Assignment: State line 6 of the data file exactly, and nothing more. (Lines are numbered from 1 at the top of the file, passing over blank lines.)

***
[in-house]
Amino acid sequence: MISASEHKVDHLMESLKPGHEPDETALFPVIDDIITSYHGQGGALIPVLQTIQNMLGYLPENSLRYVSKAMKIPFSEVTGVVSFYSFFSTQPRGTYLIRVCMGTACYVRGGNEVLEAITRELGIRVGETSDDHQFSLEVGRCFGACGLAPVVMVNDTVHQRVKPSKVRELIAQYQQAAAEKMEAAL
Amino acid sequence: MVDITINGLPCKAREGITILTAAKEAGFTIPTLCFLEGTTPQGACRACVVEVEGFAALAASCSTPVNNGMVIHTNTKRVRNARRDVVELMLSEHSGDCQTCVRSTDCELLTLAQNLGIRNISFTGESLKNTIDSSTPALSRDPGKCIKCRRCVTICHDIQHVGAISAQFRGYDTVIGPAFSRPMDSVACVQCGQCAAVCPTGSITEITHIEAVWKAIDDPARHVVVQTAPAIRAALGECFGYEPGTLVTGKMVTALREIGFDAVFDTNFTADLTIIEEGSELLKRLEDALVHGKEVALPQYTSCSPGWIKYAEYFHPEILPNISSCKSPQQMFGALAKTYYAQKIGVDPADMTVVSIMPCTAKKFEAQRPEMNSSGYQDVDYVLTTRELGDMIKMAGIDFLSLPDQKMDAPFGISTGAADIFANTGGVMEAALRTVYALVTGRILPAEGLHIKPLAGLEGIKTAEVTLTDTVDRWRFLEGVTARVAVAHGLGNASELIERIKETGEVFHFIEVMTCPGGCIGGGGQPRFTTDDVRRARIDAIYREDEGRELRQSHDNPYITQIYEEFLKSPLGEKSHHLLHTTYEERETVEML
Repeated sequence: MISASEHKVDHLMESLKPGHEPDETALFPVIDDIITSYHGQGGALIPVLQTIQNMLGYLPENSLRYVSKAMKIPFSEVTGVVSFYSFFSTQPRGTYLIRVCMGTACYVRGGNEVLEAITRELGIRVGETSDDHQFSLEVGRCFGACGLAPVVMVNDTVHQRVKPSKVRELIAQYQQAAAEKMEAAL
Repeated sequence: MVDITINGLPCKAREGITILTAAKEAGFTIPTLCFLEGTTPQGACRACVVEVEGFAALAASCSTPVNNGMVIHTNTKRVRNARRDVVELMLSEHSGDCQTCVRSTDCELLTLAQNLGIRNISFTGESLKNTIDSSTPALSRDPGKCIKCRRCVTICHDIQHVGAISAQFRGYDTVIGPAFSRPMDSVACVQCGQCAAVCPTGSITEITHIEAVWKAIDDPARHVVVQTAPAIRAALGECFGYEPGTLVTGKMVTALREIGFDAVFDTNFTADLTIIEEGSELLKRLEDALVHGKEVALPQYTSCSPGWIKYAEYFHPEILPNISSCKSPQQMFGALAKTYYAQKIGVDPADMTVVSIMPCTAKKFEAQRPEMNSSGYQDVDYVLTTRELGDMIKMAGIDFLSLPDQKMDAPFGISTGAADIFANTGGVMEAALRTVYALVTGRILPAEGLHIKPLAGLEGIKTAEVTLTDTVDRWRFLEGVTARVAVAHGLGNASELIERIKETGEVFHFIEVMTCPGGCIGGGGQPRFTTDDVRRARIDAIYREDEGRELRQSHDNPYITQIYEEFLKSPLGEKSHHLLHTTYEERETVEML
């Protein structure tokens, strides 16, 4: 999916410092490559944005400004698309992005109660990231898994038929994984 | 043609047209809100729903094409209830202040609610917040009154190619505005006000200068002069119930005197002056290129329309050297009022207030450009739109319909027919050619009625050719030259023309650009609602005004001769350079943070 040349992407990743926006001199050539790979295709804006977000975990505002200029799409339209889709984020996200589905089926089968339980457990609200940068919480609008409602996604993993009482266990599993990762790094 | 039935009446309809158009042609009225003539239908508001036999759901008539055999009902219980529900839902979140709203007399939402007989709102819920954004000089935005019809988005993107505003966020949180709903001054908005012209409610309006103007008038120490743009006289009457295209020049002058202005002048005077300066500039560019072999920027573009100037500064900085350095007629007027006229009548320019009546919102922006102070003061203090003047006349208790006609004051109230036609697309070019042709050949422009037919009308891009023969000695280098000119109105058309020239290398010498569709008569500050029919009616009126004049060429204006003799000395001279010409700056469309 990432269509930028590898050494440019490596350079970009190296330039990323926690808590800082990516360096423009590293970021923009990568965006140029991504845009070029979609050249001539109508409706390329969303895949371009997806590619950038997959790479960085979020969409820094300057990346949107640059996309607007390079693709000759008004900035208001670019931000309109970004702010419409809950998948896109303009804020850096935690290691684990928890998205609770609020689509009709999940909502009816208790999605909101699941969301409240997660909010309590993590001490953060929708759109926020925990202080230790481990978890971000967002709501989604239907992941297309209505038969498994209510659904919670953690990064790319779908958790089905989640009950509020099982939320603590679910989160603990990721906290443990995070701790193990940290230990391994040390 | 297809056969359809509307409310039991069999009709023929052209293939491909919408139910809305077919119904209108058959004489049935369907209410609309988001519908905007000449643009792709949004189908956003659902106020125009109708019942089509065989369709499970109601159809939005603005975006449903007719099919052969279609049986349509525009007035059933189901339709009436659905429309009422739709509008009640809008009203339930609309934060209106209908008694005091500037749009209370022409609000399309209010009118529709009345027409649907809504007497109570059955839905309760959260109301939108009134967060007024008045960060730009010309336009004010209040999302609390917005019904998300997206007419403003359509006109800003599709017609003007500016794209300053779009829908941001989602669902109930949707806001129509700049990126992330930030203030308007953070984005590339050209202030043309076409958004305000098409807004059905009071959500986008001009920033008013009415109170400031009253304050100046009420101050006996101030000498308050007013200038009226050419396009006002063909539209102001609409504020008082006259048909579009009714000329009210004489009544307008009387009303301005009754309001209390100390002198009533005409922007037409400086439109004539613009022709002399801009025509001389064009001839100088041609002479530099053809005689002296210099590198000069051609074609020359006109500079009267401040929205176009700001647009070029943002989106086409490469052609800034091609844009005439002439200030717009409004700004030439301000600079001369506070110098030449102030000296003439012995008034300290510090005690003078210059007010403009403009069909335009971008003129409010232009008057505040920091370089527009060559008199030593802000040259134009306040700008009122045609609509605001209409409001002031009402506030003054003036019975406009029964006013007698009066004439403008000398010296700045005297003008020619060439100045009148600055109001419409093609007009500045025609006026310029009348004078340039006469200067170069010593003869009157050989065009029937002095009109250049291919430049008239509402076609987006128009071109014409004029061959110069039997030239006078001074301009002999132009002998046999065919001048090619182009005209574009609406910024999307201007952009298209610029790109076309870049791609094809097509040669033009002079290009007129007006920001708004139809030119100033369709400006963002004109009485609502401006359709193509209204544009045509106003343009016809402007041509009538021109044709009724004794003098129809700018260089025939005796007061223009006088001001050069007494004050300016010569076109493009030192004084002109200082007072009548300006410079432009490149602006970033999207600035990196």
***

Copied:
């Protein structure tokens, strides 16, 4: 999916410092490559944005400004698309992005109660990231898994038929994984 | 043609047209809100729903094409209830202040609610917040009154190619505005006000200068002069119930005197002056290129329309050297009022207030450009739109319909027919050619009625050719030259023309650009609602005004001769350079943070 040349992407990743926006001199050539790979295709804006977000975990505002200029799409339209889709984020996200589905089926089968339980457990609200940068919480609008409602996604993993009482266990599993990762790094 | 039935009446309809158009042609009225003539239908508001036999759901008539055999009902219980529900839902979140709203007399939402007989709102819920954004000089935005019809988005993107505003966020949180709903001054908005012209409610309006103007008038120490743009006289009457295209020049002058202005002048005077300066500039560019072999920027573009100037500064900085350095007629007027006229009548320019009546919102922006102070003061203090003047006349208790006609004051109230036609697309070019042709050949422009037919009308891009023969000695280098000119109105058309020239290398010498569709008569500050029919009616009126004049060429204006003799000395001279010409700056469309 990432269509930028590898050494440019490596350079970009190296330039990323926690808590800082990516360096423009590293970021923009990568965006140029991504845009070029979609050249001539109508409706390329969303895949371009997806590619950038997959790479960085979020969409820094300057990346949107640059996309607007390079693709000759008004900035208001670019931000309109970004702010419409809950998948896109303009804020850096935690290691684990928890998205609770609020689509009709999940909502009816208790999605909101699941969301409240997660909010309590993590001490953060929708759109926020925990202080230790481990978890971000967002709501989604239907992941297309209505038969498994209510659904919670953690990064790319779908958790089905989640009950509020099982939320603590679910989160603990990721906290443990995070701790193990940290230990391994040390 | 297809056969359809509307409310039991069999009709023929052209293939491909919408139910809305077919119904209108058959004489049935369907209410609309988001519908905007000449643009792709949004189908956003659902106020125009109708019942089509065989369709499970109601159809939005603005975006449903007719099919052969279609049986349509525009007035059933189901339709009436659905429309009422739709509008009640809008009203339930609309934060209106209908008694005091500037749009209370022409609000399309209010009118529709009345027409649907809504007497109570059955839905309760959260109301939108009134967060007024008045960060730009010309336009004010209040999302609390917005019904998300997206007419403003359509006109800003599709017609003007500016794209300053779009829908941001989602669902109930949707806001129509700049990126992330930030203030308007953070984005590339050209202030043309076409958004305000098409807004059905009071959500986008001009920033008013009415109170400031009253304050100046009420101050006996101030000498308050007013200038009226050419396009006002063909539209102001609409504020008082006259048909579009009714000329009210004489009544307008009387009303301005009754309001209390100390002198009533005409922007037409400086439109004539613009022709002399801009025509001389064009001839100088041609002479530099053809005689002296210099590198000069051609074609020359006109500079009267401040929205176009700001647009070029943002989106086409490469052609800034091609844009005439002439200030717009409004700004030439301000600079001369506070110098030449102030000296003439012995008034300290510090005690003078210059007010403009403009069909335009971008003129409010232009008057505040920091370089527009060559008199030593802000040259134009306040700008009122045609609509605001209409409001002031009402506030003054003036019975406009029964006013007698009066004439403008000398010296700045005297003008020619060439100045009148600055109001419409093609007009500045025609006026310029009348004078340039006469200067170069010593003869009157050989065009029937002095009109250049291919430049008239509402076609987006128009071109014409004029061959110069039997030239006078001074301009002999132009002998046999065919001048090619182009005209574009609406910024999307201007952009298209610029790109076309870049791609094809097509040669033009002079290009007129007006920001708004139809030119100033369709400006963002004109009485609502401006359709193509209204544009045509106003343009016809402007041509009538021109044709009724004794003098129809700018260089025939005796007061223009006088001001050069007494004050300016010569076109493009030192004084002109200082007072009548300006410079432009490149602006970033999207600035990196």